Khushwant Singh wrote extensively about the 1984 massacre in his works of literature that focused on these events, including My Bleeding Punjab and Delhi: A Novel
Khushwant Singh, celebrated writer and journalist, was bestowed with the Padma Bhushan in 1974, but he returned the award in protest against Operation Blue Star. The storming of the Golden Temple on June 5, 1984, by the Indian Army prompted Singh to hand back the prestigious award.
Singh’s literary depictions of the 1984 massacre
Singh wrote extensively about the 1984 massacre in his works of literature that focused on these events, including My Bleeding Punjab and Delhi: A Novel.
In Delhi: A Novel, Singh wrote:
“A deep depression enters my soul. I ask myself over and over again, am I Sikh? I am certainly not the Bhindranwale brand nor the gurdwara Bhai brand….I cannot remember when I last went to a gurdwara. I have not prayed in fifty years….On the morning of the 6th of June I go to the gurdwara behind my apartment. There is quite a crowd. Many are in tears. Their tears bring tears to my eyes. I am one of them.”
“The assault escalates, and the crowd decides to burn the man with his holy book. As flames engulf the body, the crowd declares “Indira Gandhi amar rahey (Indira Gandhi is immortal).”
Observing a riot, he wrote in Delhi: A Novel:
The mob is composed of about fifty young boys armed with iron rods. Some have canisters of petrol in their hands. They surround the gurdwara and storm in. They drag out the Bhai and beat him up with their fists and rods. He cries at the top of his voice: “Bachao! Bachao! Police!” They shout back. “Bhindranwale key bacchey (son of Bhindranwale)! Ask your father to save you now.” They bring out the Granth, its canopy, carpets and durries, heap them up in a pile and sprinkle petrol on it. One puts a match to it and the heap bursts into flame. The Bhai’s hair is scattered over his bloodied face but he pleads, “Do what you like to me but don’t dishonor the holy book. Rab da vaasta (for God’s sake).”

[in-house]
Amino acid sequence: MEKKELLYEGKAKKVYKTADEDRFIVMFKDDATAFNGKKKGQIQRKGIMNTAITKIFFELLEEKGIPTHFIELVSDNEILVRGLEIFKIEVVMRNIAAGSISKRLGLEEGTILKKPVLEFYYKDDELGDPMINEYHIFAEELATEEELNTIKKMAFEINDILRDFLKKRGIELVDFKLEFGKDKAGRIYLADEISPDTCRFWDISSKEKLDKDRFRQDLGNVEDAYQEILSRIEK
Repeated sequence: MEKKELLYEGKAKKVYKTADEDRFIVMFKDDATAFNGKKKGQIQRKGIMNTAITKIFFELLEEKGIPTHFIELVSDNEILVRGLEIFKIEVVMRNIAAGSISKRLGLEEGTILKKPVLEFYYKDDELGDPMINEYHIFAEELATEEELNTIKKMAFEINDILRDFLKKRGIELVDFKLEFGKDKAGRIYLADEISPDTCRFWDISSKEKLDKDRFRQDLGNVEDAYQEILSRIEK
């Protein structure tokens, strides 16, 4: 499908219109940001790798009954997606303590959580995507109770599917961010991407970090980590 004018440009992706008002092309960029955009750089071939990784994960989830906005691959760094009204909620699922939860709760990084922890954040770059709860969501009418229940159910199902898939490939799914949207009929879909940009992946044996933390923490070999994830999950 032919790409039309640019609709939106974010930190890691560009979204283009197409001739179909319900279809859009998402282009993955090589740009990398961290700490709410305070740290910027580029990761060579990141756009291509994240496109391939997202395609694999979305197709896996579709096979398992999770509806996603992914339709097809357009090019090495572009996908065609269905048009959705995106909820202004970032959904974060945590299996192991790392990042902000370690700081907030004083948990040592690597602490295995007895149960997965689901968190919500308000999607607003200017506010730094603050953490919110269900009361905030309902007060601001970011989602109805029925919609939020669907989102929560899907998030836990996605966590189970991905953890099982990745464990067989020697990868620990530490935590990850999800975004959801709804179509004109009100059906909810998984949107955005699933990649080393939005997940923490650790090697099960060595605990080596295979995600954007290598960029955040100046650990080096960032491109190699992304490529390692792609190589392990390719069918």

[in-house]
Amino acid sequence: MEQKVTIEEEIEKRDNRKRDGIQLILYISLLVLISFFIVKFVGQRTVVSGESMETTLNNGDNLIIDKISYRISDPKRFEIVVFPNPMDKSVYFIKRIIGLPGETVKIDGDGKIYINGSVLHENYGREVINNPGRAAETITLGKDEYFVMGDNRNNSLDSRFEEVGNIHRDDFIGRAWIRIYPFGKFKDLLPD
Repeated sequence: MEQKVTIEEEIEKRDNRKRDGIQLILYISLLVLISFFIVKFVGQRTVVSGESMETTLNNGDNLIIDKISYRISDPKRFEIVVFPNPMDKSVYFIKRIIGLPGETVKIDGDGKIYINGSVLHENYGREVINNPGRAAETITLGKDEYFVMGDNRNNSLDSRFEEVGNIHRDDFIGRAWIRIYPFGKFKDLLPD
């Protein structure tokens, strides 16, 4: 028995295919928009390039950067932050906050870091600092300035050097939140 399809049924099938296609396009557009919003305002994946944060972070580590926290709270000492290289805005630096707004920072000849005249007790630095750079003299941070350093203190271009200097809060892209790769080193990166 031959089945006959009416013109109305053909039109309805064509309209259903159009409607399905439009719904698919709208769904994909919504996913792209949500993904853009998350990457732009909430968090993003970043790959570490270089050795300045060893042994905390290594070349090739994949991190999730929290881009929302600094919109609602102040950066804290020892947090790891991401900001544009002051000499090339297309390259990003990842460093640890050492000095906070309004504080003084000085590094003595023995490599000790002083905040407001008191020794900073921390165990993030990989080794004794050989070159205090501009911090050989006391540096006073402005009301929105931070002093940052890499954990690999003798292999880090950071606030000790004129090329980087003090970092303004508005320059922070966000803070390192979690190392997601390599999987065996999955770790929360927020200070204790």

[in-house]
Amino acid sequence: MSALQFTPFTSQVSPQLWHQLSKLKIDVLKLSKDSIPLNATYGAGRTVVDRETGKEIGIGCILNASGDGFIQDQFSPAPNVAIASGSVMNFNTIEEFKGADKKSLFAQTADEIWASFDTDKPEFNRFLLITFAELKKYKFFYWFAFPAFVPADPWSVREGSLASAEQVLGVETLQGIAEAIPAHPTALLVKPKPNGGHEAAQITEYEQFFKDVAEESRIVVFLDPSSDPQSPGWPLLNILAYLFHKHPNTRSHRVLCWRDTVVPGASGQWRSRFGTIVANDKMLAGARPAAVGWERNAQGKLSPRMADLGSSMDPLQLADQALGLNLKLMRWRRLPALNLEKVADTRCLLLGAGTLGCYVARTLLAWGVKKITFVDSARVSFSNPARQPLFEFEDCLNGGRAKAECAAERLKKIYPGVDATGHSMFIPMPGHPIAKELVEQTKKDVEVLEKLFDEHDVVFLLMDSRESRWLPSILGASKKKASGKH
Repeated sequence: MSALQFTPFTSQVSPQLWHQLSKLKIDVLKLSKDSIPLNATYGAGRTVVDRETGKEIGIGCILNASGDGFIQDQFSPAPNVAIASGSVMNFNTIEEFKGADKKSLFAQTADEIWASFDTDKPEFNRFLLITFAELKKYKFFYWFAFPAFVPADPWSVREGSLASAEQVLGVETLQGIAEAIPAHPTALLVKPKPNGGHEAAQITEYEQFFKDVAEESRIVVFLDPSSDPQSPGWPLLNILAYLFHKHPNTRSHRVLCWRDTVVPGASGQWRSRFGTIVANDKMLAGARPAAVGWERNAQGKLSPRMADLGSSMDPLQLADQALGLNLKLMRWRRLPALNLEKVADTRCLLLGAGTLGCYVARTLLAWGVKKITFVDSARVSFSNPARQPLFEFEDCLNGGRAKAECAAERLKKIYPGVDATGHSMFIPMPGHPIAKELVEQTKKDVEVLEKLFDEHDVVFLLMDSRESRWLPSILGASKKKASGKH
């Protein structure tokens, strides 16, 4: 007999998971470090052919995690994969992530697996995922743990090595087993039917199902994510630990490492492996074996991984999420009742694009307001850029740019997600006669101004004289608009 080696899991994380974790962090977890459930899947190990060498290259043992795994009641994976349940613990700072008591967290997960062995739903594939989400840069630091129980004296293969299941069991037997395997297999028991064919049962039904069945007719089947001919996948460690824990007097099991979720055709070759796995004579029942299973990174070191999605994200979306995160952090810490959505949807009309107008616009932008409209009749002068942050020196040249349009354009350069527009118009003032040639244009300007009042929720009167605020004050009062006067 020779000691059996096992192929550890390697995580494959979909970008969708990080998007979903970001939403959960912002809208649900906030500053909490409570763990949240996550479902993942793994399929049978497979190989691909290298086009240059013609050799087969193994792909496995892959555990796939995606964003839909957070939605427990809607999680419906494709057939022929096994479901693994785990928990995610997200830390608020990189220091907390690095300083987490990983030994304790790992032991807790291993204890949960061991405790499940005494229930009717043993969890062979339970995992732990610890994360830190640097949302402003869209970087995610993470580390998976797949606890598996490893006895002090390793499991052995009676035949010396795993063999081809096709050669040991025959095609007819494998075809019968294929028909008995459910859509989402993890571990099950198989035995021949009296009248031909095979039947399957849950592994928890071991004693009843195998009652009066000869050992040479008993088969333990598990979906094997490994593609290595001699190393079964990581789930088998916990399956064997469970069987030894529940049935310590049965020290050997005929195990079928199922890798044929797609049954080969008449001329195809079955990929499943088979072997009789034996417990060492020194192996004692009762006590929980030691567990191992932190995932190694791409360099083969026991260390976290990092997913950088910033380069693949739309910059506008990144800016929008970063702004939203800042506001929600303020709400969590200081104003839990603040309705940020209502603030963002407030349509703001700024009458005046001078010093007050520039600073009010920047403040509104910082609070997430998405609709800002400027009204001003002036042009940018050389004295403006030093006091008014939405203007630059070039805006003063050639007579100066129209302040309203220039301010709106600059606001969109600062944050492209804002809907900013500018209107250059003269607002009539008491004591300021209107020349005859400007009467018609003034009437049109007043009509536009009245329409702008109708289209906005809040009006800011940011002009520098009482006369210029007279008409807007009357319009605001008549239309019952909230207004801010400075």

Need healing touch
In My Bleeding Punjab, Singh wrote: “One lesson to be leamt from the storming of the Golden Temple is that it was the worst way of handling an explosive situation. Another is that political, economic and social problems are not solved by superior gunpower but by persuasion, by give-and-take. The need of the hour is to provide a healing touch. This can best be done by acts of penance by people in power.”
Police mute spectators
While deposing before the Nanavati Commission, probing the anti-Sikh riots of 1984 after the assassination of then prime minister, Indira Gandhi by her two Sikh bodyguards, Singh in 2001 had said that the police were mute spectators when the riots were going on.
"On October 31, 1984, I came out of my house, near the Ambassador Hotel and from the gate near the road, I saw a mob burning a taxi, belonging to a Sikh. From a distance of 10 yards, I saw around 30 policemen, an inspector, who was armed and a sub-inspector, standing across the road. The policemen did nothing to prevent the mob from burning the taxi," Singh told the commission.
Like a Jew in Nazi Germany
Singh said that he felt like a fugitive in his own country.
"I felt like a Jew must have in Nazi Germany. I was a refugee in my own homeland because I was a Sikh,” Singh wrote in Oh, That Other Hindu Riot of Passage.
Not riot, but pogrom
Singh refused to call the 1984 riots a ‘Hindu-Sikh’ riot because according to him, it was a one-sided riot. There was no retaliation from the Sikhs, he had said. “It was a pogrom,” he added.
Last Updated 3:17 PM IST